Periodontal Disease: A Ruthless Monster Of Orthodontic Treatment

The first in place and most important factors that -decisively- impinge on orthodontics’ success consist of specialist planning and patient compliance. Meeting at checkups guides forward or backward steps in treatment.

Nonetheless, prospectively, before installing braces or ordering clear aligners, an orthodontist evaluates the patient’s medical records, refers them for periodontal clearance, and discards potentially threatening plaque accumulations and existing dental caries.

Indeed, orthodontics consists of a planned process, but plans might derail under certain circumstances. Slow response of the periodontal ligaments, poor oral hygiene, and an inadequate diet, are some of the considerations leading to a re-evaluation progression.

From a patient’s perspective, getting the most out of orthodontic treatment means maintaining a strict hygiene regimen insofar as much as avoiding bacteria accumulation on teeth and gums.

For Instance, gum disease affecting periodontal ligaments restricts planned displacements of teeth, and treatment might turn counterproductive, loosening teeth. This article discusses what comes next to periodontal disease during orthodontic treatment.

What Can Occur if I Fail to Follow Hygiene Recommendations During Orthodontic Treatment?

Recapping and adding, the attention concentrates on the patients and their role in the plan progression. The patient is the main subject, contributing the most to a treatment’s success. The commitment of the patient to results is the number one factor to consider when identifying the most prevalent causes of treatment delays and potential failure; we present a schematic chronology next:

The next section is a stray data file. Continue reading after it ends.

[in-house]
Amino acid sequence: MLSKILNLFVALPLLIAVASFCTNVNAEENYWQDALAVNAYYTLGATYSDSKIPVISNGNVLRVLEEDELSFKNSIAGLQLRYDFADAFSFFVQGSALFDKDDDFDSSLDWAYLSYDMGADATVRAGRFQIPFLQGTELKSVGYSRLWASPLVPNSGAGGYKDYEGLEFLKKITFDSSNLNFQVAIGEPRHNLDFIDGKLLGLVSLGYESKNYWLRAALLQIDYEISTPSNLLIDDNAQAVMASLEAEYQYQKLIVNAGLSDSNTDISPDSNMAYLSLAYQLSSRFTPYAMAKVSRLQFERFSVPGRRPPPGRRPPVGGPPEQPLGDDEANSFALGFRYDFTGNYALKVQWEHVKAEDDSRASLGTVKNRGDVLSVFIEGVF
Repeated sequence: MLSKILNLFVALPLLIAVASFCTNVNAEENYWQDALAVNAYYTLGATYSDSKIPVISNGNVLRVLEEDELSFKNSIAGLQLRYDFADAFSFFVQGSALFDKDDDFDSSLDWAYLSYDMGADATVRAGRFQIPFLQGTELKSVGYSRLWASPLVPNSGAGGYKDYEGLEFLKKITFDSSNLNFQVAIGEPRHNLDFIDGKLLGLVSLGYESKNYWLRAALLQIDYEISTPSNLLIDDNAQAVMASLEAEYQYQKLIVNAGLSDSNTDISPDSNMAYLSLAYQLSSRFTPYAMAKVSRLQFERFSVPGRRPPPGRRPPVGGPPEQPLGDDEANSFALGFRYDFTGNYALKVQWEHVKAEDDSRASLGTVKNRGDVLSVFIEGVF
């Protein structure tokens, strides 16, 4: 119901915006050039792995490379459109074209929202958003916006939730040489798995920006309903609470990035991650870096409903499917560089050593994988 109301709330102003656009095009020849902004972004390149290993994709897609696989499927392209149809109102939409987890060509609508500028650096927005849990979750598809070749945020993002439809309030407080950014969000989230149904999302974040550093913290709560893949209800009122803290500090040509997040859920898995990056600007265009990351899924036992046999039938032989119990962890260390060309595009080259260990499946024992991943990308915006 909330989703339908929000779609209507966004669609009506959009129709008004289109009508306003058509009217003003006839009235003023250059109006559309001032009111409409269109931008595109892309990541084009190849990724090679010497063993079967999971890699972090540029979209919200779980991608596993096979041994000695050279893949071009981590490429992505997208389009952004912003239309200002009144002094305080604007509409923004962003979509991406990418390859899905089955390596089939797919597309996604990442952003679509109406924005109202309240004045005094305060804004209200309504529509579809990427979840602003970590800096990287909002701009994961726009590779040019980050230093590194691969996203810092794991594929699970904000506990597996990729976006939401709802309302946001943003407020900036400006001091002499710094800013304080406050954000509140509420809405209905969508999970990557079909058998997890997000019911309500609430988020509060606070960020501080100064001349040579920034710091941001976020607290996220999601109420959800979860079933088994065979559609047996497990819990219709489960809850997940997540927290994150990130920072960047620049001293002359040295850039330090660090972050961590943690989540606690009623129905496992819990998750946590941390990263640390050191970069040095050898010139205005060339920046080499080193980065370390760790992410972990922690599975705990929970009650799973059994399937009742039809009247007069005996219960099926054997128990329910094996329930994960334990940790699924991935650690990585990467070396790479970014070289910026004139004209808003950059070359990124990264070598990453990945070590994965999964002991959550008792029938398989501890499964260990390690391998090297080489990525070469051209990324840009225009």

The Cause of the Problem

Poor oral hygiene leads to food particles and debris that accumulate between teeth, wires, and brackets’ nooks and crannies. We don’t notice, but bacteria are everywhere, including our mouths.

Bacteria feed from food residues, decomposing sugars into an acidic matter. As food accumulation increases, so does bacteria reproducing on a clustering environment named biofilm.

Biofilm serves two purposes. It acts as a protective shield against bacteria and sticks in the form of dental plaque to the tooth’s protective layer named enamel eroding it.

So, first, once it penetrates further layers of the tooth, it causes dental caries, severely damaging it and producing intense pain, debilitating the tooth’s structure cracking it, and ultimately contaminating the tooth’s pulp.